2. For everything you bring into the house, let two things go. If you go out and buy a book, give two books away.
3. Schedule the time to go through your clutter space instead of waiting for "someday".
4. Get a partner to challenge you. YOU are ATTACHED. They are not.
5. Enroll people to help you sell stuff on Ebay, or a garage sale or get stuff fixed that is broken.
6. Get boxes and as you are organizing, write whatever you place in a box onto an inventory sheet so that if you need something, you don't have to dig through the box, you can simply refer to the inventory sheet. If at the end of a year, you haven't looked in a box - let it go.
7. Acknowledge that you wear 20% of your clothes about 80% of the time. You don't have to keep that shirt that never fit right or the outdated shoes.
8. Ask the questions: "Why am I keeping this?" and "Can I replace it?"
9. Check out the book Organizing From the Inside Out by Julie Morganstern.

Happy de-cluttering!!

Love to you,

Tuesday, June 3, 2008

To Say or Not to Say? That is the question...

Dearest Goddesses,

I've always wanted to be one of those people who rarely opened her mouth, but when she did the room was so silent a pin could drop. Instead, I find myself tripping over what I want to say, not being clear and fighting to be heard in some of the most mundane conversations. I also wish I had the power to tell people off that leaves them feeling reproached, but grateful for it.

I was with John and our friend Antonio the other day and we came across a house for rent and decided to go check it out. The landlord lived next door and as we got out of the car and we introduced ourselves, she looked at Antonio (who is Dominican) and asked if he was our taxi driver. I was embarrassed for her - because, really - does it matter? John was quick to say - no, Antonio is a great friend of ours, and she replied Oh, well most people become friends with their taxi drivers. In that moment, I knew that there was no way in hell that I was ever going to give this woman any money, let alone be subjected to her as a neighbor. I wanted to tell her off right there - say - hey, thanks for your time, but you've just offended a dear friend of mine - once as perhaps a stereotypical mistake, but the second time?? We're not going to rent from you - have a nice life. Instead, I went along with the little tour of her house and although she didn't say anything as offensive, she was just not likeable. What is WORSE was that I was so aware of my disdain, that I began overcompensating and being overly generous in my communications with her - almost being accomodating.

I really suffer over delivering communications with people - I become way too concerned with how the message will land, how the other person is going to feel, taking the time to stand in the other person's shoes. I either don't want to be confrontational, or I don't want to sound petty. Ultimately, I want to make sure the other person is taken care of, to the extent that my world is not taken care of.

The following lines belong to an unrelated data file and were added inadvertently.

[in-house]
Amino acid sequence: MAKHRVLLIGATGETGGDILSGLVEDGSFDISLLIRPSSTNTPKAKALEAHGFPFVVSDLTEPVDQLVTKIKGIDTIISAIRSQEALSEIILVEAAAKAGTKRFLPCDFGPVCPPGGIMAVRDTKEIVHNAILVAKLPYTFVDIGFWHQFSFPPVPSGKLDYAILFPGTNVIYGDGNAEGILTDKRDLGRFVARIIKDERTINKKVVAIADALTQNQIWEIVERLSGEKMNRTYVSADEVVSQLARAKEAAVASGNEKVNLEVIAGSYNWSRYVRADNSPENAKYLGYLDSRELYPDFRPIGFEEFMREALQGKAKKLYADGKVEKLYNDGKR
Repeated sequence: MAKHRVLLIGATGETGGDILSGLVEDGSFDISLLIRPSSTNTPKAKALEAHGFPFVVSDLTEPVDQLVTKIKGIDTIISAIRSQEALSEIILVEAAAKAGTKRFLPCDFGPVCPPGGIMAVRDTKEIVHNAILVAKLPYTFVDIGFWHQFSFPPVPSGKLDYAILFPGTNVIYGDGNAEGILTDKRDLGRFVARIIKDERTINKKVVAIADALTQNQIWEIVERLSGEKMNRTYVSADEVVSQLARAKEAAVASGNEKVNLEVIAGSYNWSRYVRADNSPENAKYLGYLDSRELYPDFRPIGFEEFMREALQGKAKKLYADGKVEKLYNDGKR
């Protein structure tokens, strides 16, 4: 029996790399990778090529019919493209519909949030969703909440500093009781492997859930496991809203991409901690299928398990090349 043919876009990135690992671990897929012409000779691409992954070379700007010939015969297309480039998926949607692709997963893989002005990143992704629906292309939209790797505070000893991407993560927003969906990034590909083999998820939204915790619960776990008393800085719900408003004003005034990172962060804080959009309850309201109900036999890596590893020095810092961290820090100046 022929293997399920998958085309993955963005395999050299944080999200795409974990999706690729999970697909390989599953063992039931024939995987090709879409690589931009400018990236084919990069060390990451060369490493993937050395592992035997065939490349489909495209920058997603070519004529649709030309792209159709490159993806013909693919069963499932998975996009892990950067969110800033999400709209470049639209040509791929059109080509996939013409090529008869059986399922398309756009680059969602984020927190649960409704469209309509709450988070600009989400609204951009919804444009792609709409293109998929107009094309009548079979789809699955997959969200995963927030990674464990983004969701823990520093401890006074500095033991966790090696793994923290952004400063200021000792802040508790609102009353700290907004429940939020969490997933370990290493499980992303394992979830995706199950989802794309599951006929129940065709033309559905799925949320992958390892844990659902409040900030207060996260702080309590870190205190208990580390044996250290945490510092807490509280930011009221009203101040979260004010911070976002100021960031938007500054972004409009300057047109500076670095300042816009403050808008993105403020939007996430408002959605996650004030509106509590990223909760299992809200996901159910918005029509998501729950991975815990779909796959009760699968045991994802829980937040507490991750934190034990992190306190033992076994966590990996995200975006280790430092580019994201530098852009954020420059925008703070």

It seems like those people (in the movies) who are thoughtfully listened to respond to problems with quotes or riddles. Perhaps I need to study my quotes or lines from the Bible or something. Maybe I'll start to speak like Yoda.

I suppose it would be appropriate to end with a quote:

Abraham Lincoln once said "It is better to remain silent and be thought a fool than to open one's mouth and remove all doubt."

Love to you,

Monday, June 2, 2008

Return of the Wanderer

Dearest Goddesses,

I have been wandering lately lost in my own head, not quite sure how to put what I've been experiencing into words - not sure if I still will be able to. I suppose it is connected to this week's goddess, and the idea of grief. I suppose what I have been grieving isn't a loss as we we would normally think - the loss of a loved one, of a relationship...I feel like I'm grieving my expectations of where I should be, what I should be experiencing. I feel like to overlook the effect that expectations might have on us is to overlook a huge source of grief.

A few months ago I signed up to Facebook and for the most part it has been a lot of fun connecting and reconnecting with people in my life. Well this guy that I graduated high school with "friended" me (for my high school friends, email me if you'd like to find out who, but since most of you don't know him and since this is posted online, I will not include his name.) I always felt an affection for this guy, but he was very awkward in high school and didn't have many friends. When he contacted me, I immediately sent him a message (Facebook is weird in the sense that you can just "friend" someone without any note of hello.) And it was very good to hear back from him, but I was pretty sure that not a whole lot had changed since high school - BUT that is really my assumption that I'm basing on 2 paragraphs.

I couldn't help but start to think about this kid - from what I remember, he was brought up by his sister - I feel like his parents weren't in the picture. I don't think he was the sharpest nail and he was quite socially awkward. From his profile, it didn't look like he went to college, but I was really pleased to see that he had moved to Chicago from our tiny town. And then I got to thinking about the distribution of "gifts" in this life. And why this kid seems to have grown up with what I perceive to be very few "gifts" (I am making some major assumptions here) a solid family life, good looks, above average intelligence, a college education, lots of friends, a support system. While I seem to have so many. And this kid, despite the odds, made it out of my hometown and is living in Chicago and I couldn't help but question what I have done with my gifts. (I'm not fishing for compliments here - I know I am a great person that makes a contribution). If I really sat back and assessed it, I feel like I spend a lot of time thinking about what I don't have, comparing myself to others who seem to have more gifts than me, comparing myself to others who I percieve are doing more with their lives than I am, wondering why I haven't accomplished what I feel like I should be accomplishing, etc. etc. I mean, honestly - if I spent that time and energy actually focused on some goals, I would be changing the planet!